TCM
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Petr Zapletal

 Petr Zapletal

Petr Zapletal

Member of Fitzwilliam College
PhD student in Dr Nunnenkamp's group

Office: 545 Mott Bld
Phone: +44(0)1223 3 37275
Email: pz270 @ cam.ac.uk

TCM Group, Cavendish Laboratory
19 JJ Thomson Avenue,
Cambridge, CB3 0HE UK.

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Research

I am generally interested in studying many body physics using quantum optical systems.

In particular, I am focused on the field of optomechanics describing the interaction between light and mechanical oscillators due to radiation pressure of photons deflecting off the oscillators. Optomechanical experiments have shown cooling of a nano-mechanical mode into the vibrational ground state and measurement of mechanical motion with a record precision to name but a few achievements. This progress in optomechanical control allows to probe quantum physics on mesoscale. Coupling of several mechanical and optical modes in optomechanical arrays opened a possibility to study many body physics. In such a setting, synthetic gauge fields for photons and phonons can be implemented to mimic effects of magnetic and electric fields. Together with reservoir engineering, synthetic magnetic fields led to nonreciprocal transport of photons and phonons. I have recently investigated backaction of particles’ movement on dynamical gauge fields, which undergo their own dynamics. In this dynamical situation, which naturally arises in optomechanics, synthetic electric field for photons can be generated and affect light propagation. We have demonstrated that nonlinear dynamics of gauge fields can result in unidirectional light transport even in one-dimensional arrays where no magnetic field is present.

In the future, I plan to investigate other nonlinear phenomena in optomechanical arrays. For example synchronization, which describes tendency of self-oscillators to match their phases and frequencies either within themselves or to an external drive. Novel quantum signatures of synchronization have been recently investigated in optomechanics and other platforms. Another possible direction is topological phases for sound and light. Due to recent progress in reservoir engineering, optomechanical arrays provide natural setting for studying interplay between topology and dissipation described by non-hermitian Hamiltonians.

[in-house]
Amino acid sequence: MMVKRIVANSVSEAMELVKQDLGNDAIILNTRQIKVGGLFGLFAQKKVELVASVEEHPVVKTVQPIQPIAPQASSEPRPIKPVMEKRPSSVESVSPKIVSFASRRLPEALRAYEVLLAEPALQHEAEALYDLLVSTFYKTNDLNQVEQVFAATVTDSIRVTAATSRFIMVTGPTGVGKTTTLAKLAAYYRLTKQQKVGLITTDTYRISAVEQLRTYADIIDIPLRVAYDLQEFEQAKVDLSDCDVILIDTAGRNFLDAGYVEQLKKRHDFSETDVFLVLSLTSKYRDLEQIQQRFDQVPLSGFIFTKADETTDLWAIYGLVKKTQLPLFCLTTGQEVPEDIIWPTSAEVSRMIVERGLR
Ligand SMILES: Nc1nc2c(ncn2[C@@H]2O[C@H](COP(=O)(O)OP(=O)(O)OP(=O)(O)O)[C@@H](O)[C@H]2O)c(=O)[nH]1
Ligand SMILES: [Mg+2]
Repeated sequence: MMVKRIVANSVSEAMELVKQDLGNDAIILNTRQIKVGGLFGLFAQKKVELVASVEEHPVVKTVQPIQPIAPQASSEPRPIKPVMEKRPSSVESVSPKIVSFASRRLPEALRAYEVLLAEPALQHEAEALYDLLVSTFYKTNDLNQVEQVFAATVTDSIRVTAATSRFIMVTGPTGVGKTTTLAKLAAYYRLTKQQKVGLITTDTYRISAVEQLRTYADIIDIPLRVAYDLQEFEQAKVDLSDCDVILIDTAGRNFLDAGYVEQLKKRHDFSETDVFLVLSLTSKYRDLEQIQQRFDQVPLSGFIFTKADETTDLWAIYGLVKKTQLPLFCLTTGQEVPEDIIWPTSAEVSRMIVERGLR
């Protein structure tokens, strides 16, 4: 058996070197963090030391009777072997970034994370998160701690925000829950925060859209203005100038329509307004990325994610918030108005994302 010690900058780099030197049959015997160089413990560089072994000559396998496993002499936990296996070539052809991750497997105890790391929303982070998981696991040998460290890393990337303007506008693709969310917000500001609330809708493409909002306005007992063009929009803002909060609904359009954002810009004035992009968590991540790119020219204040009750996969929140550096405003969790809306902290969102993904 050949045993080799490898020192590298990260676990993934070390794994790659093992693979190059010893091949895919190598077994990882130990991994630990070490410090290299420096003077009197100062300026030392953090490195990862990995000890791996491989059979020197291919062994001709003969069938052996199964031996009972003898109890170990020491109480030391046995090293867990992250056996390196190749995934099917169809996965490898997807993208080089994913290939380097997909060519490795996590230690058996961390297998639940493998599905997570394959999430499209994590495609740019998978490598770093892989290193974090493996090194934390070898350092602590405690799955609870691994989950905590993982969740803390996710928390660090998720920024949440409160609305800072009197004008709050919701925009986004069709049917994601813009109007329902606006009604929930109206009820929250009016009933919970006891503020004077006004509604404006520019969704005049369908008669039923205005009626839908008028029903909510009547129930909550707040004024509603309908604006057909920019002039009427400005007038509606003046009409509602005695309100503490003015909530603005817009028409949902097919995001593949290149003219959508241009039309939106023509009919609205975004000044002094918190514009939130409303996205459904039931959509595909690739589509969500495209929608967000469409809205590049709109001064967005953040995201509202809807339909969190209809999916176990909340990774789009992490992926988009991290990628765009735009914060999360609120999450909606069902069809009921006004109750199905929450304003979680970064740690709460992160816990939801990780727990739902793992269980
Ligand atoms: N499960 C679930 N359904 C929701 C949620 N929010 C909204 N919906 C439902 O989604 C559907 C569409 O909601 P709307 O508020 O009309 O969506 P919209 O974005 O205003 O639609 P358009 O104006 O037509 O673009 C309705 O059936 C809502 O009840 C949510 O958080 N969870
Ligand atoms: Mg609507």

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In Plain English

Light composes of particles called photons. Importantly, photons carry momentum. As a consequence, when they deflect of an object, they push it. This results in a so-called radiation pressure force, which is tiny and we do not typically observe its effects in everyday life. However, in a laboratory, we are able to prepare mechanical objects that are light enough to be affected by this force. The field of physics describing the interaction between light and mechanical objects due to the radiation pressure force is called optomechanics. This light-matter interaction can be enhanced in an optical cavity, where photons circulate many times between two mirrors before leaking out. The advantage of such systems is that they can be well controlled and measured. By studying them, we can better understand quantum physics which describes behavior of atoms, electrons, photons and other microscopic particles. With this new knowledge, we will be able to design new devices which outperform current electronics.